Xanax withdraw happens when Xanax has been used consistently over a long period of time and is stopped suddenly. It can happen when the dose is reduced too fast. It can also happen if Xanax has been used over a shorter period of time but was used in large doses. A person taking 4mg or more of Xanax per day is more likely to experience withdrawal signs and symptoms than someone taking a smaller dose.
If a person is dependent on Xanax, and tries to stop using it all at once, the person will experience a variety of physical and psychological symptoms called “Xanax withdrawal”. The amount of Xanax being used usually needs to be lowered in a slow, gradual manner in order to minimize withdrawal symptoms or avoid withdrawal altogether.
Signs and Symptoms
Xanax withdrawal signs and symptoms can include:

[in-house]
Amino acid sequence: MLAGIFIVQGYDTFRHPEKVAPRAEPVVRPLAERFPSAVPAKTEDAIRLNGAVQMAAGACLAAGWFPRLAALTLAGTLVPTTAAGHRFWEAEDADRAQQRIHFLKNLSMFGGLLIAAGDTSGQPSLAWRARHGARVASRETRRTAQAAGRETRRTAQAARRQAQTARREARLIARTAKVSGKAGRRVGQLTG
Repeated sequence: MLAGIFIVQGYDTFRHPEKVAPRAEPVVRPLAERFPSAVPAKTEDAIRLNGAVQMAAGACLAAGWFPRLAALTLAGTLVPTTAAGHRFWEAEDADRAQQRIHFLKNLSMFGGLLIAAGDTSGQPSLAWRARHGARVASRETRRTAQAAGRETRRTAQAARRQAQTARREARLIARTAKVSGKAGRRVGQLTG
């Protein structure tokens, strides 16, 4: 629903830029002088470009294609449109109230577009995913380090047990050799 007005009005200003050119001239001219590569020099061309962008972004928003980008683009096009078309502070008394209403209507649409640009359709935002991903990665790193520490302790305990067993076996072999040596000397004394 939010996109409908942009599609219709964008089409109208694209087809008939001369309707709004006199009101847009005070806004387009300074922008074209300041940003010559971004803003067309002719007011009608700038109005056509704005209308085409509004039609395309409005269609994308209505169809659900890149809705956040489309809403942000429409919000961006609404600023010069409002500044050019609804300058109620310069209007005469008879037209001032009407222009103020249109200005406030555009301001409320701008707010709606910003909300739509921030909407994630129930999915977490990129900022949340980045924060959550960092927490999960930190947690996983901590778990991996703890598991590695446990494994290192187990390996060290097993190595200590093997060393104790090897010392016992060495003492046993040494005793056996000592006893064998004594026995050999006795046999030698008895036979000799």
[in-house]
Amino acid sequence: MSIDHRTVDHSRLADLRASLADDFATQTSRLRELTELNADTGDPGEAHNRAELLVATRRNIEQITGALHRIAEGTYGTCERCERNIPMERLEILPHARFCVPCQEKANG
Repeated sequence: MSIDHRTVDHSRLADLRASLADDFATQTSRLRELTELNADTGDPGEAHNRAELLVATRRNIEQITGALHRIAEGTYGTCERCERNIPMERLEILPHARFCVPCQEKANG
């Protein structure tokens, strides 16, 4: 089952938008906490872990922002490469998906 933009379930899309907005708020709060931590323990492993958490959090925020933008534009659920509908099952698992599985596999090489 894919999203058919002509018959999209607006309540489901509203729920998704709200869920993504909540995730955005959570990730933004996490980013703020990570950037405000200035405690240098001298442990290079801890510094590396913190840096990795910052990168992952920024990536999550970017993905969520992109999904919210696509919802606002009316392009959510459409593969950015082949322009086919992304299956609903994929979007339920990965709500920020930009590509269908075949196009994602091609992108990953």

- Malaise, weakness
- Rapid heart rate
- Lightheadedness, dizziness
Xanax withdrawal signs and symptoms will be less intense or more intense depending on these factors:
- How much, how long and how often Xanax was being used.
- The physical health, mental health and personality traits of the person.
- Past and current use of other substances the person is addicted to, such as alcohol or other drugs similar to Xanax.
- How the person stopped or is reducing the use of Xanax.
Xanax Withdrawal without Addiction
Xanax withdrawal signs and symptoms do not always mean that the person in withdrawal is physically addicted to the drug. A classic example of this is when Xanax is being successfully prescribed to treat a person’s anxiety. When the person stops using Xanax all at once, or lowers the dose of Xanax too fast, the person might experience anxiety. That anxiety is not necessarily an addiction related withdrawal symptom. Often the anxiety being experienced means that the Xanax was effectively controlling the anxiety it was prescribed for. Now that the person has a lower amount of Xanax in the body, the anxiety is reoccurring. This is called a “rebound effect” or “rebound anxiety”. Sometimes the anxiety being experienced will be worse than it was before the person began using Xanax in the first place.